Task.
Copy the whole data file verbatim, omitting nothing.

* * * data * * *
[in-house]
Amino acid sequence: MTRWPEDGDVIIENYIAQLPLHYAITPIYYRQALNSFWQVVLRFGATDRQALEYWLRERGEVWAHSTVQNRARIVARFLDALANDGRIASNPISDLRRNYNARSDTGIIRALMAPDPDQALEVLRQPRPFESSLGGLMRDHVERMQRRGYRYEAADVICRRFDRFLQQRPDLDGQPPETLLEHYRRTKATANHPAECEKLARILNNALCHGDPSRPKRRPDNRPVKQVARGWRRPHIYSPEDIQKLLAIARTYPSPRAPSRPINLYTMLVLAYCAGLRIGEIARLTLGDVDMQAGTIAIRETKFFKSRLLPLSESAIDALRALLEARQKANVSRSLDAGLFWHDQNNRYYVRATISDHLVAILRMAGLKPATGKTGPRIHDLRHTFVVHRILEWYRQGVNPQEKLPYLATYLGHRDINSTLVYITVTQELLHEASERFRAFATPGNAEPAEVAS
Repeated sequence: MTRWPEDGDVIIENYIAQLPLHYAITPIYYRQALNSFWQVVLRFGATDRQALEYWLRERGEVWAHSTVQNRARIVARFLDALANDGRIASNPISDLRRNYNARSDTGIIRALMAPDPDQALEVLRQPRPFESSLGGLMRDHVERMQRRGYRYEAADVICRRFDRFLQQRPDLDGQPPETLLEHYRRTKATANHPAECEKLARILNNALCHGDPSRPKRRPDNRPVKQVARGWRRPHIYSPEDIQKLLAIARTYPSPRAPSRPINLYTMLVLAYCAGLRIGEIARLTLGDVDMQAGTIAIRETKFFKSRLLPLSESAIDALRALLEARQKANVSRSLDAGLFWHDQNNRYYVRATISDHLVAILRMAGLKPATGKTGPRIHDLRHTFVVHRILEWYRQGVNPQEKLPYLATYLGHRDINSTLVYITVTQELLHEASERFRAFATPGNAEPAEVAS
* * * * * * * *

[in-house]
Amino acid sequence: MTRWPEDGDVIIENYIAQLPLHYAITPIYYRQALNSFWQVVLRFGATDRQALEYWLRERGEVWAHSTVQNRARIVARFLDALANDGRIASNPISDLRRNYNARSDTGIIRALMAPDPDQALEVLRQPRPFESSLGGLMRDHVERMQRRGYRYEAADVICRRFDRFLQQRPDLDGQPPETLLEHYRRTKATANHPAECEKLARILNNALCHGDPSRPKRRPDNRPVKQVARGWRRPHIYSPEDIQKLLAIARTYPSPRAPSRPINLYTMLVLAYCAGLRIGEIARLTLGDVDMQAGTIAIRETKFFKSRLLPLSESAIDALRALLEARQKANVSRSLDAGLFWHDQNNRYYVRATISDHLVAILRMAGLKPATGKTGPRIHDLRHTFVVHRILEWYRQGVNPQEKLPYLATYLGHRDINSTLVYITVTQELLHEASERFRAFATPGNAEPAEVAS
Repeated sequence: MTRWPEDGDVIIENYIAQLPLHYAITPIYYRQALNSFWQVVLRFGATDRQALEYWLRERGEVWAHSTVQNRARIVARFLDALANDGRIASNPISDLRRNYNARSDTGIIRALMAPDPDQALEVLRQPRPFESSLGGLMRDHVERMQRRGYRYEAADVICRRFDRFLQQRPDLDGQPPETLLEHYRRTKATANHPAECEKLARILNNALCHGDPSRPKRRPDNRPVKQVARGWRRPHIYSPEDIQKLLAIARTYPSPRAPSRPINLYTMLVLAYCAGLRIGEIARLTLGDVDMQAGTIAIRETKFFKSRLLPLSESAIDALRALLEARQKANVSRSLDAGLFWHDQNNRYYVRATISDHLVAILRMAGLKPATGKTGPRIHDLRHTFVVHRILEWYRQGVNPQEKLPYLATYLGHRDINSTLVYITVTQELLHEASERFRAFATPGNAEPAEVAS